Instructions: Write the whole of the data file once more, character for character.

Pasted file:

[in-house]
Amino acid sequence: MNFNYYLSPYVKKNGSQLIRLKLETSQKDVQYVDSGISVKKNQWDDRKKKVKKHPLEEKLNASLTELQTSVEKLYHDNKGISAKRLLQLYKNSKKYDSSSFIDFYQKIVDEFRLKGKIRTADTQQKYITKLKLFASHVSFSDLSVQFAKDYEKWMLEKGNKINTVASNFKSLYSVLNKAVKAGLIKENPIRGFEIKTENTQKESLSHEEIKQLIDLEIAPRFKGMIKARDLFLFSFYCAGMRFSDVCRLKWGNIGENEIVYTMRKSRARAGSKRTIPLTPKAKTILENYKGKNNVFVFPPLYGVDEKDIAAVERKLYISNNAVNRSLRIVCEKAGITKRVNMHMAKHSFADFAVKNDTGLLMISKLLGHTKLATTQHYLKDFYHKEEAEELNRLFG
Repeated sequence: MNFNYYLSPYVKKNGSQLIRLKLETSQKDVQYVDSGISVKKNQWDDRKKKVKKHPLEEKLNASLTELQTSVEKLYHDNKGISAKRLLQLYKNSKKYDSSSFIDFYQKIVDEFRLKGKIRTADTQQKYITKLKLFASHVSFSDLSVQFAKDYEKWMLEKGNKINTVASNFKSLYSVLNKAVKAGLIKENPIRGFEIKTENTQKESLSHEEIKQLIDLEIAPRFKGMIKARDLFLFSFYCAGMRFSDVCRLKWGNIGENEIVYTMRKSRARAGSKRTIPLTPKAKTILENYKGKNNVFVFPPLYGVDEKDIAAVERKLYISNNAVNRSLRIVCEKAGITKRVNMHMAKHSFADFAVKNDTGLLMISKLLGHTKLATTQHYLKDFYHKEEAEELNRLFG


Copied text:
[in-house]
Amino acid sequence: MNFNYYLSPYVKKNGSQLIRLKLETSQKDVQYVDSGISVKKNQWDDRKKKVKKHPLEEKLNASLTELQTSVEKLYHDNKGISAKRLLQLYKNSKKYDSSSFIDFYQKIVDEFRLKGKIRTADTQQKYITKLKLFASHVSFSDLSVQFAKDYEKWMLEKGNKINTVASNFKSLYSVLNKAVKAGLIKENPIRGFEIKTENTQKESLSHEEIKQLIDLEIAPRFKGMIKARDLFLFSFYCAGMRFSDVCRLKWGNIGENEIVYTMRKSRARAGSKRTIPLTPKAKTILENYKGKNNVFVFPPLYGVDEKDIAAVERKLYISNNAVNRSLRIVCEKAGITKRVNMHMAKHSFADFAVKNDTGLLMISKLLGHTKLATTQHYLKDFYHKEEAEELNRLFG
Repeated sequence: MNFNYYLSPYVKKNGSQLIRLKLETSQKDVQYVDSGISVKKNQWDDRKKKVKKHPLEEKLNASLTELQTSVEKLYHDNKGISAKRLLQLYKNSKKYDSSSFIDFYQKIVDEFRLKGKIRTADTQQKYITKLKLFASHVSFSDLSVQFAKDYEKWMLEKGNKINTVASNFKSLYSVLNKAVKAGLIKENPIRGFEIKTENTQKESLSHEEIKQLIDLEIAPRFKGMIKARDLFLFSFYCAGMRFSDVCRLKWGNIGENEIVYTMRKSRARAGSKRTIPLTPKAKTILENYKGKNNVFVFPPLYGVDEKDIAAVERKLYISNNAVNRSLRIVCEKAGITKRVNMHMAKHSFADFAVKNDTGLLMISKLLGHTKLATTQHYLKDFYHKEEAEELNRLFG